Breeding Season Irruptions of Rough-legged Hawks (<i>Buteo Lagopus</i>) on Insular Newfoundland


  • Darroch M. Whitaker
  • William A. Montevecchi
  • John W. Gosse



rough-legged hawk, Buteo lagopus Pontoppidan, breeding distribution, clear-cut, irruption, nomadism, Newfoundland, predator–prey cycles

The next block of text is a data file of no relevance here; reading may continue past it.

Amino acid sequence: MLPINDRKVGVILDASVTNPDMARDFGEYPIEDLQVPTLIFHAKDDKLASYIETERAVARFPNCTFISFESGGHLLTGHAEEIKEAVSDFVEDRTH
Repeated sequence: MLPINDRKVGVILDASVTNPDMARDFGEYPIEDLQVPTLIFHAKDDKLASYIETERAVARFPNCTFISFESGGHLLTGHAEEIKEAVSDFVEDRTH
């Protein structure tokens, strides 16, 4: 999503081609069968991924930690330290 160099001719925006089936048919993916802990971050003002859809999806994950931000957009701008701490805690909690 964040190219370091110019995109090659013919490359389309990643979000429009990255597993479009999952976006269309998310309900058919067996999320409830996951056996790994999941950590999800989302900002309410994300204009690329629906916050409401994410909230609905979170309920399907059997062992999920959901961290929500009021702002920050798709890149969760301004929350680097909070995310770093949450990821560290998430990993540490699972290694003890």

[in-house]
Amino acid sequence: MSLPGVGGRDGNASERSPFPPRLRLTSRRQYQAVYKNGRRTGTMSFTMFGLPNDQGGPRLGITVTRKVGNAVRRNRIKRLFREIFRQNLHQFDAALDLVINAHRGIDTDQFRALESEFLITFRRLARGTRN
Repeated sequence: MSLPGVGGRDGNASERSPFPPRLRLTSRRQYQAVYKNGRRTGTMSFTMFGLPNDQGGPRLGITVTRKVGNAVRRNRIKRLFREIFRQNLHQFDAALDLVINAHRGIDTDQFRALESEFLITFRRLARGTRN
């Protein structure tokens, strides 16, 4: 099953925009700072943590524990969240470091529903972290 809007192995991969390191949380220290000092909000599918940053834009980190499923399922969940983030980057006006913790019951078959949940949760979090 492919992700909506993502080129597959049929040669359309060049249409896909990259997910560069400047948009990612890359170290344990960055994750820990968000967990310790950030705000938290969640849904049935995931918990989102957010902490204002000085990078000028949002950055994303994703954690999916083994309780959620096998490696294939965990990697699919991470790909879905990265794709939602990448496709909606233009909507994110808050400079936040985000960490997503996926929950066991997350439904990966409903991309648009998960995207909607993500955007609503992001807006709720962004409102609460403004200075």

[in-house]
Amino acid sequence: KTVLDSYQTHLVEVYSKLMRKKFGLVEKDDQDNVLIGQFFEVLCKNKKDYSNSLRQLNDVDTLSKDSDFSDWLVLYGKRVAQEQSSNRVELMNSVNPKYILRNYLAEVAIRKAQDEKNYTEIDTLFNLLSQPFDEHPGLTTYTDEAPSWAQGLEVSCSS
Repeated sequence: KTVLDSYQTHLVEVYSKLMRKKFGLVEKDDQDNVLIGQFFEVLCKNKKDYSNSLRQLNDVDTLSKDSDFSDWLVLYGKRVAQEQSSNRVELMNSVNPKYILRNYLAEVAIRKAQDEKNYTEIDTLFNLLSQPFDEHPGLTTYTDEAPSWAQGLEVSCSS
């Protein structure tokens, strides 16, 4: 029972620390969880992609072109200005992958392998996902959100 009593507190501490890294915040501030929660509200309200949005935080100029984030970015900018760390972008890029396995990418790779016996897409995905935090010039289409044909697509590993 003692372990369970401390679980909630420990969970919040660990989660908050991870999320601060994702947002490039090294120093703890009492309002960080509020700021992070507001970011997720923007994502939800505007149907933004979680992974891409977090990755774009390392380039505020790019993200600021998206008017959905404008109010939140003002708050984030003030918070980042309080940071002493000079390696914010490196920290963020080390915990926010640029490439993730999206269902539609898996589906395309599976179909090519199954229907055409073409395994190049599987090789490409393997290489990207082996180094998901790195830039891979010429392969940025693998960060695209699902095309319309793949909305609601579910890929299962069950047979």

Rough-legged hawks (Buteo lagopus Pontoppidan), a species typically associated with more northerly regions, occurred in unusually high numbers on insular Newfoundland in the summers of 1988 and 1993, and some pairs nested in noncoastal areas on the island in 1993. We suggest that the island is an alternative breeding ground for the species during years of low prey abundance on the Labrador Peninsula. Our observations concur with hypotheses that rough-legged hawks nomadically search for nesting territories and exploit areas near the limits of their breeding range during such years. Forest clear-cuts were used for foraging by pairs nesting in interior Newfoundland during 1993, which suggests that forest harvesting may have opened new alternative habitats for rough-legged hawks.